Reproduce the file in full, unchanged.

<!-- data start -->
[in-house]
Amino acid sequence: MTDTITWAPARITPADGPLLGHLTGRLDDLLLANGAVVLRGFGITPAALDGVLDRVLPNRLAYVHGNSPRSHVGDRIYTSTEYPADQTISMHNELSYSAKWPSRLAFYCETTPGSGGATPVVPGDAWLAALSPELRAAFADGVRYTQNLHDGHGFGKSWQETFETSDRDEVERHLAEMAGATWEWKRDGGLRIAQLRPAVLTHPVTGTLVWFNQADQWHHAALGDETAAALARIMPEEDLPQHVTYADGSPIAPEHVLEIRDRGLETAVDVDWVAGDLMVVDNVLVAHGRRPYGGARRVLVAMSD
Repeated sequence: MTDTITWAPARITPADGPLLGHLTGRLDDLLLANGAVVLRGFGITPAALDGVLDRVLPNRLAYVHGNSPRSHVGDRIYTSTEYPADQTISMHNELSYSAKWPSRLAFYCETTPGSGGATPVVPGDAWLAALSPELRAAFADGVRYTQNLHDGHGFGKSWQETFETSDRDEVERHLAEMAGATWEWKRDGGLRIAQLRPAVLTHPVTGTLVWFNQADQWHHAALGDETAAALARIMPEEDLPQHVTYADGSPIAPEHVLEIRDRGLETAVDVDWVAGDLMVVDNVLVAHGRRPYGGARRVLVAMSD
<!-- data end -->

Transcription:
[in-house]
Amino acid sequence: MTDTITWAPARITPADGPLLGHLTGRLDDLLLANGAVVLRGFGITPAALDGVLDRVLPNRLAYVHGNSPRSHVGDRIYTSTEYPADQTISMHNELSYSAKWPSRLAFYCETTPGSGGATPVVPGDAWLAALSPELRAAFADGVRYTQNLHDGHGFGKSWQETFETSDRDEVERHLAEMAGATWEWKRDGGLRIAQLRPAVLTHPVTGTLVWFNQADQWHHAALGDETAAALARIMPEEDLPQHVTYADGSPIAPEHVLEIRDRGLETAVDVDWVAGDLMVVDNVLVAHGRRPYGGARRVLVAMSD
Repeated sequence: MTDTITWAPARITPADGPLLGHLTGRLDDLLLANGAVVLRGFGITPAALDGVLDRVLPNRLAYVHGNSPRSHVGDRIYTSTEYPADQTISMHNELSYSAKWPSRLAFYCETTPGSGGATPVVPGDAWLAALSPELRAAFADGVRYTQNLHDGHGFGKSWQETFETSDRDEVERHLAEMAGATWEWKRDGGLRIAQLRPAVLTHPVTGTLVWFNQADQWHHAALGDETAAALARIMPEEDLPQHVTYADGSPIAPEHVLEIRDRGLETAVDVDWVAGDLMVVDNVLVAHGRRPYGGARRVLVAMSD